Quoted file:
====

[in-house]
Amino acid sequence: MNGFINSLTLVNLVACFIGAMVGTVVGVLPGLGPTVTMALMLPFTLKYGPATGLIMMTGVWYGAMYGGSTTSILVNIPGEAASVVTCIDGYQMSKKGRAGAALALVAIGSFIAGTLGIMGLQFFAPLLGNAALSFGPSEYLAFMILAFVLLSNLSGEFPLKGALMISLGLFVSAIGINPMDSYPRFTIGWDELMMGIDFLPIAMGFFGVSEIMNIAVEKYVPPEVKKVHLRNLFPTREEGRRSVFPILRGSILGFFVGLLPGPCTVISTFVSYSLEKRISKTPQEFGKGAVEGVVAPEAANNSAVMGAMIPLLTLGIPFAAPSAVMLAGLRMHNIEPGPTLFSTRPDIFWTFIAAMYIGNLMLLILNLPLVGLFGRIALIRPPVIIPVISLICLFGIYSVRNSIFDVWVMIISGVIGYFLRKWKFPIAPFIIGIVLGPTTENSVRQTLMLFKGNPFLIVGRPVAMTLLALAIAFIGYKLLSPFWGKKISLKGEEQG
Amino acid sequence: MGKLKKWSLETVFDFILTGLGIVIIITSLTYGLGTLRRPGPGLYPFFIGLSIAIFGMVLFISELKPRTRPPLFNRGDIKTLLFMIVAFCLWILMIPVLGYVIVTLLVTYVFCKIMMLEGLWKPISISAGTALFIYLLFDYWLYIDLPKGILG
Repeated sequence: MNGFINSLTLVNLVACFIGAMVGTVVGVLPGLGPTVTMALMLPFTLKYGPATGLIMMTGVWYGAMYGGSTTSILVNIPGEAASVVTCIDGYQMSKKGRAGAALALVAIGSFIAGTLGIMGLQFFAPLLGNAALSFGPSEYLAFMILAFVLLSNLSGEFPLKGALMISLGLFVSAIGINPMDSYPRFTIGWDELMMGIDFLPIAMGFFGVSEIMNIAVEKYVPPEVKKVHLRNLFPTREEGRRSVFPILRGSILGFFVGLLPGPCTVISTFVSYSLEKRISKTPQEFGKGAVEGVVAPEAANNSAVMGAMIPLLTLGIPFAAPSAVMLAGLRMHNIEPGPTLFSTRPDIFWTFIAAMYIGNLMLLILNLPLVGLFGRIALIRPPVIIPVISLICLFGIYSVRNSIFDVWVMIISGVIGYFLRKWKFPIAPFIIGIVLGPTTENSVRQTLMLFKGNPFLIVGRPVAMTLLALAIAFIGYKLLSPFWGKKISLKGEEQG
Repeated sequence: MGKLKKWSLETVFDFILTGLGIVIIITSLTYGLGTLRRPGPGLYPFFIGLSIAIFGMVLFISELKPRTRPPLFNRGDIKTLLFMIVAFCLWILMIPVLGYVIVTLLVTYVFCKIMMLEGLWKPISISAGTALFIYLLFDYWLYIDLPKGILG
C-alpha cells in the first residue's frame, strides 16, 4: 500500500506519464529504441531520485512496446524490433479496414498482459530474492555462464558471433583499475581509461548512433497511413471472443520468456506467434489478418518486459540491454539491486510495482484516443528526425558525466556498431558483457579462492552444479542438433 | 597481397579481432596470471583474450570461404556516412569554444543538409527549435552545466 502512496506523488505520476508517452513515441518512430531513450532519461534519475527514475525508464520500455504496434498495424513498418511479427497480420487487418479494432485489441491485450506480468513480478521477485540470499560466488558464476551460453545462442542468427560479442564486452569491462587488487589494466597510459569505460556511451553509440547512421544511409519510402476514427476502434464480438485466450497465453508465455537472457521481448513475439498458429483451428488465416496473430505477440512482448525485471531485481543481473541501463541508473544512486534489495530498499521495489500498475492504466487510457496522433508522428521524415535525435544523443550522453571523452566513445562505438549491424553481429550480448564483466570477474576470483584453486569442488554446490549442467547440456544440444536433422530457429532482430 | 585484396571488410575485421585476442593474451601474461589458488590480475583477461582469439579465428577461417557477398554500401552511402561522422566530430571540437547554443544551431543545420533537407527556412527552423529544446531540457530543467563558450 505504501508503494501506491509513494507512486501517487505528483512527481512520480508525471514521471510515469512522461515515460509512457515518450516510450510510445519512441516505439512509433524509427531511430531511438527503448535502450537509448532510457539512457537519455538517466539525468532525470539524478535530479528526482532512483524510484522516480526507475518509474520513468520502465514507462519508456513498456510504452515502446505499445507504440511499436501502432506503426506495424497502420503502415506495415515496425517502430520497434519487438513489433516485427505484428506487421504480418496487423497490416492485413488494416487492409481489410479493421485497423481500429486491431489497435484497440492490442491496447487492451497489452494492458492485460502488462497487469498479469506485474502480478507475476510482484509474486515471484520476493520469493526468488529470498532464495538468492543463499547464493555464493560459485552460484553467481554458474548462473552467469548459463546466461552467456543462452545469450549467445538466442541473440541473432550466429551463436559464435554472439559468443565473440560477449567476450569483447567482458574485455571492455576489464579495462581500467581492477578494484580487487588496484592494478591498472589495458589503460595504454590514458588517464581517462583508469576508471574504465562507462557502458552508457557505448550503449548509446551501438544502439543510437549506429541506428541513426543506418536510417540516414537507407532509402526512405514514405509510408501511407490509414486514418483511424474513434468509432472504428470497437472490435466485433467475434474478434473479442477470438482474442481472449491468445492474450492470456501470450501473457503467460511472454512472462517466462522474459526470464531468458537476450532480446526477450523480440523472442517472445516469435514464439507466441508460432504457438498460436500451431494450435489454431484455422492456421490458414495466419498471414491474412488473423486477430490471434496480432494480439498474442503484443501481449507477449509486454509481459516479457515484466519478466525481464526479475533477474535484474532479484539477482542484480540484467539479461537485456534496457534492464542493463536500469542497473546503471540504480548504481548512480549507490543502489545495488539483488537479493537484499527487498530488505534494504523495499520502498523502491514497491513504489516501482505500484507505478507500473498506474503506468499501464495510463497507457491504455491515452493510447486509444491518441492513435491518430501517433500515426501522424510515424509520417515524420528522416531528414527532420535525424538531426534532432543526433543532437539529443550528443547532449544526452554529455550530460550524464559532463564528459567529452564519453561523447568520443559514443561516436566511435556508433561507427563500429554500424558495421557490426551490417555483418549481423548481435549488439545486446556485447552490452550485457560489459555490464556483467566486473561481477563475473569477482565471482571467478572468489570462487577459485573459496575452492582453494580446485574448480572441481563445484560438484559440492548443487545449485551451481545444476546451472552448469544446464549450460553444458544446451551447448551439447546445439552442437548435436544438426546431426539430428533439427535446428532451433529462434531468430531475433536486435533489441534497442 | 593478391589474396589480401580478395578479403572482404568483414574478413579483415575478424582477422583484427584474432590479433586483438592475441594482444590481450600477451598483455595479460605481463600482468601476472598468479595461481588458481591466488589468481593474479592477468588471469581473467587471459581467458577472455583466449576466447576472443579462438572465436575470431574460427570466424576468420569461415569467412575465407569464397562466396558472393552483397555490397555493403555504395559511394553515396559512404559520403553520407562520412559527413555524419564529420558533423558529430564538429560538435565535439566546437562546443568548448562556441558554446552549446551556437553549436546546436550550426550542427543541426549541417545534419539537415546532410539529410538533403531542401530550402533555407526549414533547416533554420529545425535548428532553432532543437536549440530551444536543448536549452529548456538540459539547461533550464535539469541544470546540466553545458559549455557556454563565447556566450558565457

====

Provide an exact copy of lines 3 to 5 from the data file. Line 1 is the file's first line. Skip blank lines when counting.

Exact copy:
Amino acid sequence: MGKLKKWSLETVFDFILTGLGIVIIITSLTYGLGTLRRPGPGLYPFFIGLSIAIFGMVLFISELKPRTRPPLFNRGDIKTLLFMIVAFCLWILMIPVLGYVIVTLLVTYVFCKIMMLEGLWKPISISAGTALFIYLLFDYWLYIDLPKGILG
Repeated sequence: MNGFINSLTLVNLVACFIGAMVGTVVGVLPGLGPTVTMALMLPFTLKYGPATGLIMMTGVWYGAMYGGSTTSILVNIPGEAASVVTCIDGYQMSKKGRAGAALALVAIGSFIAGTLGIMGLQFFAPLLGNAALSFGPSEYLAFMILAFVLLSNLSGEFPLKGALMISLGLFVSAIGINPMDSYPRFTIGWDELMMGIDFLPIAMGFFGVSEIMNIAVEKYVPPEVKKVHLRNLFPTREEGRRSVFPILRGSILGFFVGLLPGPCTVISTFVSYSLEKRISKTPQEFGKGAVEGVVAPEAANNSAVMGAMIPLLTLGIPFAAPSAVMLAGLRMHNIEPGPTLFSTRPDIFWTFIAAMYIGNLMLLILNLPLVGLFGRIALIRPPVIIPVISLICLFGIYSVRNSIFDVWVMIISGVIGYFLRKWKFPIAPFIIGIVLGPTTENSVRQTLMLFKGNPFLIVGRPVAMTLLALAIAFIGYKLLSPFWGKKISLKGEEQG
Repeated sequence: MGKLKKWSLETVFDFILTGLGIVIIITSLTYGLGTLRRPGPGLYPFFIGLSIAIFGMVLFISELKPRTRPPLFNRGDIKTLLFMIVAFCLWILMIPVLGYVIVTLLVTYVFCKIMMLEGLWKPISISAGTALFIYLLFDYWLYIDLPKGILG